Disclave 41

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Disclave 41 was a convention held May 23-26, 1997 (Memorial Day weekend) and moved back to the hotel-of-many-names, the New Carrollton Sheraton in New Carrolton, MD. The Author GoH was Patricia Anthony, the Artist GoH was Lissanne Lake, and the Fan GoH was Peggy Rae Pavlat. It was chaired by Michael Nelson.

The con was beset by a combination of bad judgment and bad luck, resulting in the Disclave Flood (Disclave 41 is often referred to as "Dripclave") which ended the convention series.

Disclave Flood[edit]

Over Memorial Day weekend 1997, Disclave, a venerable and, some would say, dilapidated East Coast convention, took place at the New Carrollton Ramada Inn, a not so venerable and, all would say, dilapidated suburban Washington hotel. Dilapidation is mentioned only for the record. Human idiocy, not structural fault, was responsible for the weekend's memorable events.

Shortly after 5 a.m. Sunday morning, guests in a fourth floor room, in the course of activities of dubious decency -- the concom had allowed a bondage group to share the con’s space -- broke the ceiling fire sprinkler. It seems it had not occurred to them that a sprinkler head did not make a good place to attach restraints to. Water gushed forth, alarms sounded, and a flood poured across the floor and down the elevator shafts. Many guest rooms, the hotel lobby, the general manager's office, and the con's Green Room were soaked.

Disclave hotel lobby after the flood. The flood began in a 4th floor room beside the elevator. Photo by Laurie Mann

As reported in the WSFA Journal, June 1997, "The convention and hotel staffs responded well to the emergency. Disclave encouraged fans who were rousted from their beds to head to the DisCave, Disclave's con suite, which was quickly replenished with additional refreshments. Disclave also reopened the film room and began showing videos. The hotel brought in additional staff to clean up the mess and provided complimentary breakfast pastries, coffee and drinks in the lobby for guests who were inconvenienced by the flood." John Pomeranz, the president of WSFA that year, very ably led the mitigation effort.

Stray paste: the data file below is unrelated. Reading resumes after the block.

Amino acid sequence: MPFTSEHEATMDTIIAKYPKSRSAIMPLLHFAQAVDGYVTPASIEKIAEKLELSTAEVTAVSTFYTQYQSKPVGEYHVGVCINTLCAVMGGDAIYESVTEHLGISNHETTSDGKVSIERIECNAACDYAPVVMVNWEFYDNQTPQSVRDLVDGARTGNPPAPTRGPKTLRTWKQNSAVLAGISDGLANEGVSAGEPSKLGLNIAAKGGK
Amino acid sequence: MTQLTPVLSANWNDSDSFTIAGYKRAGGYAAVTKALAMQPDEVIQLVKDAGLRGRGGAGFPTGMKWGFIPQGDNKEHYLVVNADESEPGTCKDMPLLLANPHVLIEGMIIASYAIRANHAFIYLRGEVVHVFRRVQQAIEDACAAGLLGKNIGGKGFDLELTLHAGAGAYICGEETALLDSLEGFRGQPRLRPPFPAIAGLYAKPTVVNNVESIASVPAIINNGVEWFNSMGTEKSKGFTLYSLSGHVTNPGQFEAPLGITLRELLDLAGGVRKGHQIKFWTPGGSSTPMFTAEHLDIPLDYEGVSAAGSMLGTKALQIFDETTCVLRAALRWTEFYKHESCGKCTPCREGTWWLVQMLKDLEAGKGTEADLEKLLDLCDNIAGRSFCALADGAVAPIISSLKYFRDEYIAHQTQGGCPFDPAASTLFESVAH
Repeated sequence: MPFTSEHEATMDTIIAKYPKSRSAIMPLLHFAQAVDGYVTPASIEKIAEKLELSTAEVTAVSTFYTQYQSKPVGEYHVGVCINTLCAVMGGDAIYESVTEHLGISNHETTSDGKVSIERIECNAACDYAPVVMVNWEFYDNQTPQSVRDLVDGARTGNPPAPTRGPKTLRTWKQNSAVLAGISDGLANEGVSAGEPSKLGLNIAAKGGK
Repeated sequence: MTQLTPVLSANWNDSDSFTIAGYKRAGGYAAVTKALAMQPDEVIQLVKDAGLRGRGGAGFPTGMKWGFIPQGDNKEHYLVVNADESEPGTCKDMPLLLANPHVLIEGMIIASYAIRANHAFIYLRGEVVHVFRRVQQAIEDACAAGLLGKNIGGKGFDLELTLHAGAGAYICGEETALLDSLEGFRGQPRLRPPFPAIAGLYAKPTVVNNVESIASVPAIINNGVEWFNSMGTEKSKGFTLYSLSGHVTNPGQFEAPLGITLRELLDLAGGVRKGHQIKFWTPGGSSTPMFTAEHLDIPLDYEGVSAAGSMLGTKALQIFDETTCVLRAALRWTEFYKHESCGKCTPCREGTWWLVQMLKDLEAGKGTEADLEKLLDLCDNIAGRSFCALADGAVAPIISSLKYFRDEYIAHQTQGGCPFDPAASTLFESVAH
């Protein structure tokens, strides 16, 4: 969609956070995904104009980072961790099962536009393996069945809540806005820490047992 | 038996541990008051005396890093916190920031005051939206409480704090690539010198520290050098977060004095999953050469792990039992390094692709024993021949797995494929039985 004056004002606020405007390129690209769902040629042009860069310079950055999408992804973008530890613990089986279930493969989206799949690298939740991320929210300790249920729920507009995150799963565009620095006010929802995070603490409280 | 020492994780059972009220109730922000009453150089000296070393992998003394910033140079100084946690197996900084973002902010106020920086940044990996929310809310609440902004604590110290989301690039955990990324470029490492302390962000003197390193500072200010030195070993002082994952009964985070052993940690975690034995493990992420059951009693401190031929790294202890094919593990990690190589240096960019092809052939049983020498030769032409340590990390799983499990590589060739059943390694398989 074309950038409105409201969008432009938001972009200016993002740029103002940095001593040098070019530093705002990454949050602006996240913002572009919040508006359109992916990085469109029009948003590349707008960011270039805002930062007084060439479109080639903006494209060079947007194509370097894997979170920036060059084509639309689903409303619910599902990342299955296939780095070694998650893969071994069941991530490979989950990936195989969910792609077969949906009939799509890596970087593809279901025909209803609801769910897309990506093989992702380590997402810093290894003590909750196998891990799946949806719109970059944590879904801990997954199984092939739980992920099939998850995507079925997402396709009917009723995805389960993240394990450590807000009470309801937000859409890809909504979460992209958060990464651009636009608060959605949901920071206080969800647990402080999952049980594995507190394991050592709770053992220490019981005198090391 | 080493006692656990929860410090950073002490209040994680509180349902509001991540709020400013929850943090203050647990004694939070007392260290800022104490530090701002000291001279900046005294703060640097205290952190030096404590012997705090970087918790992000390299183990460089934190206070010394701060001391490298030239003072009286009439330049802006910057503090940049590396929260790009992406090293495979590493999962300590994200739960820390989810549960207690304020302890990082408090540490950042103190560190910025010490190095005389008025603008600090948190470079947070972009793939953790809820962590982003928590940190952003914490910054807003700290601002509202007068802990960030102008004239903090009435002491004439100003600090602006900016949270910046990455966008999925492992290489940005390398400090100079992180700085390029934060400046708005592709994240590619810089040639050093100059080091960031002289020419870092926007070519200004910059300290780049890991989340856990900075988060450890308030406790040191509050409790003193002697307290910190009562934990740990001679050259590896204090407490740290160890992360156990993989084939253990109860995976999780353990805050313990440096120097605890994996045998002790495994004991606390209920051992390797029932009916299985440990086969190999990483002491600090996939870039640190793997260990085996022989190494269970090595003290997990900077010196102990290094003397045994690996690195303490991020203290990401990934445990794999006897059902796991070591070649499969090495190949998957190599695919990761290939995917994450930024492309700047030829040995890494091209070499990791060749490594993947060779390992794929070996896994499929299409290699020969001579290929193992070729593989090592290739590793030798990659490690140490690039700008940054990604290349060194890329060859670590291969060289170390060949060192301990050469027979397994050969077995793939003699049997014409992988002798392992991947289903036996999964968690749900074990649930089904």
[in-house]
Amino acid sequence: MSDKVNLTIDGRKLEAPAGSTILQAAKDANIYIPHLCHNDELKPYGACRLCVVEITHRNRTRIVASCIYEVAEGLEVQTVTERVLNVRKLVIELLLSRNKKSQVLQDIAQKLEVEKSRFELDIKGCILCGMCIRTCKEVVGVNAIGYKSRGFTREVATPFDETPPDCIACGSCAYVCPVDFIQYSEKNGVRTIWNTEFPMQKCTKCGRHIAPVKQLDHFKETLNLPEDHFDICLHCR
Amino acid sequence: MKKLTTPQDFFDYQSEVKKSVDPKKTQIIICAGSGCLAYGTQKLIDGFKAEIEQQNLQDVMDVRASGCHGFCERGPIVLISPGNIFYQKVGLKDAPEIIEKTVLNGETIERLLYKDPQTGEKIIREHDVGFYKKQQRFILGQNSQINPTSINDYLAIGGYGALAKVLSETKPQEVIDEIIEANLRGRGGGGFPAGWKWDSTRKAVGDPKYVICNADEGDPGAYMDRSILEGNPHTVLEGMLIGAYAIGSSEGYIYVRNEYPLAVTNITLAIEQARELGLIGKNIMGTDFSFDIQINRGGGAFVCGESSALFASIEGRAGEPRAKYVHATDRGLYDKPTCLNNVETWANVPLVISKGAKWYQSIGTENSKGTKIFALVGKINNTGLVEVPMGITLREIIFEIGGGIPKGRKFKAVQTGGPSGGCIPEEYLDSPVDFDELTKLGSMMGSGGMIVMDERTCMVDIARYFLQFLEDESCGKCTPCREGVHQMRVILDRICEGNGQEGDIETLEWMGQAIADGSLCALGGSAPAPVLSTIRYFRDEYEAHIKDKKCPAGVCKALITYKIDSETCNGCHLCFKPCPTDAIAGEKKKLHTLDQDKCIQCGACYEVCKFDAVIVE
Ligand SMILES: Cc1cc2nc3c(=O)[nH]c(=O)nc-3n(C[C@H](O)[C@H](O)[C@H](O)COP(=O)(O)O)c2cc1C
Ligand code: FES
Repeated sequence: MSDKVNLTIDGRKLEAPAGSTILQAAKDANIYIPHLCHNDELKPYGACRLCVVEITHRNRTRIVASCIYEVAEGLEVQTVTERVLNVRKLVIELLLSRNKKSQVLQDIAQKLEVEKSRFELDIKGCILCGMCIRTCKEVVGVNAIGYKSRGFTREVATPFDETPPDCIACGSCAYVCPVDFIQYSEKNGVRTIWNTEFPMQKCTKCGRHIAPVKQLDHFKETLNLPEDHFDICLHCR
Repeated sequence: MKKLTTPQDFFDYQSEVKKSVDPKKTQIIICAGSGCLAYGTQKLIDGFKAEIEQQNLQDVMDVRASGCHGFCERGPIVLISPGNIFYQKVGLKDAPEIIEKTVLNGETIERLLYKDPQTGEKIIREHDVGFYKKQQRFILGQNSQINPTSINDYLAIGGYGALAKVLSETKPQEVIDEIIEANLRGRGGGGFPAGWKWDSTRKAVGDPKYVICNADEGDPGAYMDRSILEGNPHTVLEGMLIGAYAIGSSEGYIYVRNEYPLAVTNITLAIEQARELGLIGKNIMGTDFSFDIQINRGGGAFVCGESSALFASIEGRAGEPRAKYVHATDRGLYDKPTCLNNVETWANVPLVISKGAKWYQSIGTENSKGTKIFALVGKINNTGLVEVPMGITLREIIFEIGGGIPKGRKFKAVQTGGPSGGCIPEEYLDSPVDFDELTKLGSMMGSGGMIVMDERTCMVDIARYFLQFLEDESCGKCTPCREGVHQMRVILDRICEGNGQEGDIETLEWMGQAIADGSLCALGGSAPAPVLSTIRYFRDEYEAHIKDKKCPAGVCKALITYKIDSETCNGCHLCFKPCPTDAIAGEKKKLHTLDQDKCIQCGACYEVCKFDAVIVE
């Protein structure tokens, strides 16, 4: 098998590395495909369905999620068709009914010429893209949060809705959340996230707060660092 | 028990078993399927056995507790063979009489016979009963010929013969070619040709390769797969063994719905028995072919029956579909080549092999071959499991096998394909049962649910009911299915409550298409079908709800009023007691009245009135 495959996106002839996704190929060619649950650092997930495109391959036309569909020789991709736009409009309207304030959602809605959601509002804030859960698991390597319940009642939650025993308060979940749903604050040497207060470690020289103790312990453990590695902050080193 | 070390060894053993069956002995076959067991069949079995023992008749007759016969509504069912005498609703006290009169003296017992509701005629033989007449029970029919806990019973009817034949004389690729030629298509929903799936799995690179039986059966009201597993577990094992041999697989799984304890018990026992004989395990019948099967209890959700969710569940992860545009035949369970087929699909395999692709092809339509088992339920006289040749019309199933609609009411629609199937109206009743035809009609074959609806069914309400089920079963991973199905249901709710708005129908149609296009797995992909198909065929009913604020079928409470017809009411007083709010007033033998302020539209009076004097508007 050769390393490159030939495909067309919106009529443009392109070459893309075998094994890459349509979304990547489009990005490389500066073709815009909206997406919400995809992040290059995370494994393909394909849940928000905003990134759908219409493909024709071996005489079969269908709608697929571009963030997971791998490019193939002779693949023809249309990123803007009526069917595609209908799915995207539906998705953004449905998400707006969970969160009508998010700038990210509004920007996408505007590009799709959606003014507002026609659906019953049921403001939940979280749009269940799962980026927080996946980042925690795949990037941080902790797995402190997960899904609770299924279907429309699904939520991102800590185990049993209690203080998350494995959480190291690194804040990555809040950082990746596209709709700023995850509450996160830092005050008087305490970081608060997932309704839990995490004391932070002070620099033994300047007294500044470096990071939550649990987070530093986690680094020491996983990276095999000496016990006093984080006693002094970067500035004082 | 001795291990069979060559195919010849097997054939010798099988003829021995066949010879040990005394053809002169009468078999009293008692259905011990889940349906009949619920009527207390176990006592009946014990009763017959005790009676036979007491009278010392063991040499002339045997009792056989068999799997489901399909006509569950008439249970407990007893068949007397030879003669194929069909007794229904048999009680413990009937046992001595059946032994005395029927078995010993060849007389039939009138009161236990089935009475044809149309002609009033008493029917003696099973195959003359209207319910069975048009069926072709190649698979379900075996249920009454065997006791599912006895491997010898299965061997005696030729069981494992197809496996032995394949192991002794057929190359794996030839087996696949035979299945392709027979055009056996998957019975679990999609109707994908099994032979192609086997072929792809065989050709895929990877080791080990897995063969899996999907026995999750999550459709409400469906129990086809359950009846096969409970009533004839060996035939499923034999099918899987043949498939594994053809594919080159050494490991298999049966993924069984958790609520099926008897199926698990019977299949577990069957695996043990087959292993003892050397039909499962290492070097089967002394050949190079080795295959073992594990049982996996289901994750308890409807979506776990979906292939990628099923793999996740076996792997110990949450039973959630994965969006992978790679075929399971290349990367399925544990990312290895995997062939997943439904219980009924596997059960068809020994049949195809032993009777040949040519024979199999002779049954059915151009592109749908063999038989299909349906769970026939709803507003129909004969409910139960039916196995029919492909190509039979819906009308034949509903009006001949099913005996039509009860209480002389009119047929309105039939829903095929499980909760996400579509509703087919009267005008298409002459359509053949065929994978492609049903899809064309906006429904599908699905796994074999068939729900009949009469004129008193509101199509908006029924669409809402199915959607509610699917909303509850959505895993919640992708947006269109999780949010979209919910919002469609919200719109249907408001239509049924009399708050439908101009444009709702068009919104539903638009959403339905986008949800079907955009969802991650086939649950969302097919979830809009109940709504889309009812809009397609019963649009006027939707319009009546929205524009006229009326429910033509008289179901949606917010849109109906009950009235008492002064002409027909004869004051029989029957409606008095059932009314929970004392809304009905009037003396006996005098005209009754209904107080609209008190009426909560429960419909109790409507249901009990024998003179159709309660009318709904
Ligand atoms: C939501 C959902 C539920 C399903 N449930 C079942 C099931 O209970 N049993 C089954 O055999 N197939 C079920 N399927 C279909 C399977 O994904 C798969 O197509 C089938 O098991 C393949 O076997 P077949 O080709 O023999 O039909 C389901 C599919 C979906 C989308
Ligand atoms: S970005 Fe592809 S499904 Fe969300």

With some changes of location, convention activities continued for the day. There were no injuries and only minor damage to personal property. The hotel ascertained that the --idiot-- person responsible for the incident was not a Disclave member, and it did not attempt to hold the convention financially liable for losses. Within a few hours, the first commemorative songs, buttons and t-shirts started to appear.

So far, it was stupidity. Now came the bad luck: That evening torrential thunderstorms swept through Washington and around 3 inches of rain fell at the hotel in a relatively brief period. The roof backed up and water leaked into the top floor rooms, and the floor of the sunken exhibit hall ("the bunker") holding the huckster room was filled with up to several inches of water as the committee and volunteers raced to move books and other stock off the floors. (The hotel did not blame the convention for the thunderstorm, but it undoubtedly added to the stress everyone felt.)

The long-term effects were more serious. Disclave 42, booked at a different hotel, was canceled just a few weeks before it was scheduled to begin. According to reliable rumor, the hotel abruptly demanded a huge security deposit after hearing distorted reports about the Flood. After that, WSFA discontinued Disclave. In 2001, it began running a new convention, Capclave.

While this sign may have existed before Disclave 41, afterwards we started seeing it in almost every hotel room in America:


Disclave 40 Disclave None
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